Italian Modernism Adolfo Wildt
Adolfo Wildt (March 1, 1868 – March 12, 1931) was an Italian sculptor whose works, which blend simplicity and sophistication, led the way for numerous modernist sculptors.Wildt was born in Milan to a Swiss family who had settled in Lombardy. He left school at age nine to work as an apprentice; first as a hairdresser and then as a goldsmith. At eleven he began his apprenticeship in the workshop of Giuseppe Grandi who introduced him to the working of marble. His ability to finish the marble made him famous at the age of eighteen. From 1888 he worked for Federico Villa, which made him known as one of the most famous sculptors of the Lombardi era. At the same time, Wildt could continue his studies at the Brera, the School of Applied Arts and then all 'Accademia di Belle Arti.In 1893 he exhibited the first work, a portrait of his wife, the Society for Fine Arts in Milan, which was immediately captured by the National Gallery of Modern Art in Rome. From 1894 he worked for Franz Rose, a Prussian collector, with whom he signed a contract for a period of eighteen years. With this protection, Wildt could immerse himself in his work, participating regularly in exhibitions held in Milan, Monaco, Zurich, Berlin and Dresden.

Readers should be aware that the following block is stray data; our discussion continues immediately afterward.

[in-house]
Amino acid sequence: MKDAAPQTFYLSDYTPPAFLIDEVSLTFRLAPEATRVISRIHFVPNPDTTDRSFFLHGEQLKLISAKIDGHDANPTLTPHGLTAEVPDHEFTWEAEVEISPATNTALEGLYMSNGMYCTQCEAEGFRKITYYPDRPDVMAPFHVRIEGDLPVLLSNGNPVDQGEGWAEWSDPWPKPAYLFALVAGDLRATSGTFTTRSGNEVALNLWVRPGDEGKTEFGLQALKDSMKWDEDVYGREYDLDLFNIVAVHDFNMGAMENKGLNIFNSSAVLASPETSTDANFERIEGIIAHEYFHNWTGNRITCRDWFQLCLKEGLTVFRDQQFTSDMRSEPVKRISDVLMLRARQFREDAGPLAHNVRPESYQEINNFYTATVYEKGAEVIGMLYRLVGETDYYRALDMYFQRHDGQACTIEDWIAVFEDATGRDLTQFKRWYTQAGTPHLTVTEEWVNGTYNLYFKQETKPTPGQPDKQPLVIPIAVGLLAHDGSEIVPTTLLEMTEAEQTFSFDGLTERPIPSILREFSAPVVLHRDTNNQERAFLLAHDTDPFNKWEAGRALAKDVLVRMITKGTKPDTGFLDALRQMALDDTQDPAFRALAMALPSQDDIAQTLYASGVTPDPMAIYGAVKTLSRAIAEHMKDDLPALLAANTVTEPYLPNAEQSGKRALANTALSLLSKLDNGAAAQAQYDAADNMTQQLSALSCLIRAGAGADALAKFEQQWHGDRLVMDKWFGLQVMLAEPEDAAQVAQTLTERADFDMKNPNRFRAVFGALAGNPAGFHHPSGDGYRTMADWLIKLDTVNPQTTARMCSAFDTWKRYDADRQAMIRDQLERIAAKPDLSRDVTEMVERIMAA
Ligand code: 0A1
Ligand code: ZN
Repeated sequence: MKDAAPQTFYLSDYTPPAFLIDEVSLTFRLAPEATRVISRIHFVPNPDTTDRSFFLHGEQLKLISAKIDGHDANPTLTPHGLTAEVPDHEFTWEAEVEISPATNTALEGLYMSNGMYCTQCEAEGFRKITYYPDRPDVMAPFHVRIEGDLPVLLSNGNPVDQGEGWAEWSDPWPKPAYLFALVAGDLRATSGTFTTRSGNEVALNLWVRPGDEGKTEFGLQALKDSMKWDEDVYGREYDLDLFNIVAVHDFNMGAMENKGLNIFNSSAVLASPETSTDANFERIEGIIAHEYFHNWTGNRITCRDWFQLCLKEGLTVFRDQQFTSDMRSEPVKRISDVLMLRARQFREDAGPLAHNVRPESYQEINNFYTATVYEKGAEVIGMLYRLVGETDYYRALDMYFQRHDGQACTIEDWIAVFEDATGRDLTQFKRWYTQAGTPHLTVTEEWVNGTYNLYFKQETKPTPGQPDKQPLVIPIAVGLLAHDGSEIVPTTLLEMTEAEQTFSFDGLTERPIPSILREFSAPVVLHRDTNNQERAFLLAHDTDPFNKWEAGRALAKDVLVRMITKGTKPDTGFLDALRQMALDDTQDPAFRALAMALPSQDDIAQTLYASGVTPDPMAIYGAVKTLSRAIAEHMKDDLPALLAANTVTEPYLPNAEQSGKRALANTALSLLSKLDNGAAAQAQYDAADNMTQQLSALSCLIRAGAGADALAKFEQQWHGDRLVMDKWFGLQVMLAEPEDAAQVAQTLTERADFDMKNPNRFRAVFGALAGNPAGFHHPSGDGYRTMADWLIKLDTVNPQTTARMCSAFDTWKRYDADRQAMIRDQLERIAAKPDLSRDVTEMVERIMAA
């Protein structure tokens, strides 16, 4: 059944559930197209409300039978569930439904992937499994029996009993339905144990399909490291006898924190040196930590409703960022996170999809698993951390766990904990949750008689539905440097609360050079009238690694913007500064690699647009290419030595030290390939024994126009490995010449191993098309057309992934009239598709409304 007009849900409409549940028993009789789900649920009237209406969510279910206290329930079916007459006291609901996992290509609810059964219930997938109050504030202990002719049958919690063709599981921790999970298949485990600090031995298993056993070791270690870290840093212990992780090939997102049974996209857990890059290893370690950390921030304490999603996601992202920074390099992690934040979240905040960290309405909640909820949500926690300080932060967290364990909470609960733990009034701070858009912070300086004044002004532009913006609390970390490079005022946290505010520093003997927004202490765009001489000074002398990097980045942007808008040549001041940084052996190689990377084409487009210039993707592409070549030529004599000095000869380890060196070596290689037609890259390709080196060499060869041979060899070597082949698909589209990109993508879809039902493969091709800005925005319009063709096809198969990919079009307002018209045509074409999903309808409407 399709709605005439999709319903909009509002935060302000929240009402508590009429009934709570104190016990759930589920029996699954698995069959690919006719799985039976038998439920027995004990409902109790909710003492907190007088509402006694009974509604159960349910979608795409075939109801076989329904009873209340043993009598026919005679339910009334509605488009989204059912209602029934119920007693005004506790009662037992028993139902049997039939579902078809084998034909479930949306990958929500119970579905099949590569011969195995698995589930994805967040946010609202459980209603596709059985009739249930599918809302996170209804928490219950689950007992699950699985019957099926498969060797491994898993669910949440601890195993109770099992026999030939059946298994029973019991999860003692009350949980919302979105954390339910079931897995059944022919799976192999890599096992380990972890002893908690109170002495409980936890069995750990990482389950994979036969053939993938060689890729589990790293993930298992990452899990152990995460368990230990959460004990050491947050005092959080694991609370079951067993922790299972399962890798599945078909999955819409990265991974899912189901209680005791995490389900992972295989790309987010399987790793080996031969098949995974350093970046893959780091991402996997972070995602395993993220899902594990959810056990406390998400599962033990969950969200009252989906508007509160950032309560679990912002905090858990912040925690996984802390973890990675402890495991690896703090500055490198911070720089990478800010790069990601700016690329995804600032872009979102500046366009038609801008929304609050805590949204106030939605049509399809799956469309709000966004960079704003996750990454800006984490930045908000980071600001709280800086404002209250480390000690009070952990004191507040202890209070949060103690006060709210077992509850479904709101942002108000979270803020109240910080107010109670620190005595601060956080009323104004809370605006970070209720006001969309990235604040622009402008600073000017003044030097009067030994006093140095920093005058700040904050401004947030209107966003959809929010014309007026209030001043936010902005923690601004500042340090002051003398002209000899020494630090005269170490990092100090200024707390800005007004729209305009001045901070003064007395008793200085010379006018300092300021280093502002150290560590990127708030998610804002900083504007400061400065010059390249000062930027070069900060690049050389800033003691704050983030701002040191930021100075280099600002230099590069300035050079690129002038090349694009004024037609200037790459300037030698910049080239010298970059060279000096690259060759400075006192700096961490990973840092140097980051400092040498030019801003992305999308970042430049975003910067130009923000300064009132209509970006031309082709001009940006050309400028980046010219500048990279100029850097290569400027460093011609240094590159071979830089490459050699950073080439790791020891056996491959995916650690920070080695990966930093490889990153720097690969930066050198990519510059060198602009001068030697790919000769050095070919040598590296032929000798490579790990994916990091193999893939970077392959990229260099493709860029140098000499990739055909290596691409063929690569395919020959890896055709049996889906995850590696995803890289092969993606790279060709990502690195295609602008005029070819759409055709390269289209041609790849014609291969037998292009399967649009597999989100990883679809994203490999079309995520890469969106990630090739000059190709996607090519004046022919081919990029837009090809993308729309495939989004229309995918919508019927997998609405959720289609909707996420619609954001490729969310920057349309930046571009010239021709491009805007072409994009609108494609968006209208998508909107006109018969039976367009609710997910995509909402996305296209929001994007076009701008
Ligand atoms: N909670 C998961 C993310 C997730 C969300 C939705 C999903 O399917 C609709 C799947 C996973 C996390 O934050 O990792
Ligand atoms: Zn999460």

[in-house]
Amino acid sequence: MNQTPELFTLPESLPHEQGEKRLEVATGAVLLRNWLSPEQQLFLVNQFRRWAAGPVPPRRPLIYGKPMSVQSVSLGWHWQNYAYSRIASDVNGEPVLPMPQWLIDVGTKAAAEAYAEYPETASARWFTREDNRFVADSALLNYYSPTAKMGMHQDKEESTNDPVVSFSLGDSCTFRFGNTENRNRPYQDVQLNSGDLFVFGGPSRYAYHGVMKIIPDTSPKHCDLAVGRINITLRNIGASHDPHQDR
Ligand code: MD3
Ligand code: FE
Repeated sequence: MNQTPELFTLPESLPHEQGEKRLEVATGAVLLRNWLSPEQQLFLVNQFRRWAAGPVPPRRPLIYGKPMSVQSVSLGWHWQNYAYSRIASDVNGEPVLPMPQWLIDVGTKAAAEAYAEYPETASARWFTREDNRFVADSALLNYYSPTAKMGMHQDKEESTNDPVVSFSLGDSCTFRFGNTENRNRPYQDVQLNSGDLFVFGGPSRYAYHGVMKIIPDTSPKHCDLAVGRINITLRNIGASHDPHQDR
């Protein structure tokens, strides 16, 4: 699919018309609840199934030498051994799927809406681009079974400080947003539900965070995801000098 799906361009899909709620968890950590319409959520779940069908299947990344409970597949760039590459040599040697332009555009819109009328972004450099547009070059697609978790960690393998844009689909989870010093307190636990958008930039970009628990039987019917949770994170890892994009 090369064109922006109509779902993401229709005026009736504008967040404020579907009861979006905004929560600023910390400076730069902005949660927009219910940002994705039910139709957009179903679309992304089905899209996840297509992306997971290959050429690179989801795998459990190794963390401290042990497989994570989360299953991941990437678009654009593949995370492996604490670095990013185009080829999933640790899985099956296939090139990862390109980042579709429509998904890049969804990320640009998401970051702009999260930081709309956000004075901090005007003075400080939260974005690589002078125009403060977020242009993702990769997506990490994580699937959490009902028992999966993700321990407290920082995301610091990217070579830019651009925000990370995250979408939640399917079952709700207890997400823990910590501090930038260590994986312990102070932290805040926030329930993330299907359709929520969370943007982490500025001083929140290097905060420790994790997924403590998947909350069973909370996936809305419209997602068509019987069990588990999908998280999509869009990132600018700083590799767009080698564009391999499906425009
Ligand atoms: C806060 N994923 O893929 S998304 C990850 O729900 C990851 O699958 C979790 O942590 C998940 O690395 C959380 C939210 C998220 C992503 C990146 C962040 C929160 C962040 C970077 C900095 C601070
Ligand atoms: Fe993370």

Wildt had a strong background in late nineteenth-century Romanticism, and his sculpture was strongly influenced by the Secession and by Art Nouveau. It is characterized by complex symbolism and by definition is almost gothic in its forms. The extreme smoothness of their surfaces gives his marble busts their absolute purity and plastic integrity that coexists with an almost frenzied dramatic feeling. For this, Wildt is on the threshold of 'Expressionism that proves particularly sad and upset in the expression of his self-portrait of 1908. A significant body of his masterpieces is present in the Civic Museums of Forlì: Fulcieri Paulucci de 'Calboli (1919), Saint Lucia (1926), St. Francis of Assisi (1926), Mask of sorrow or Portrait (1908–1909), Lux (1920), The fountain santa (1921), Protection of children or little ones (1918).Wikipedia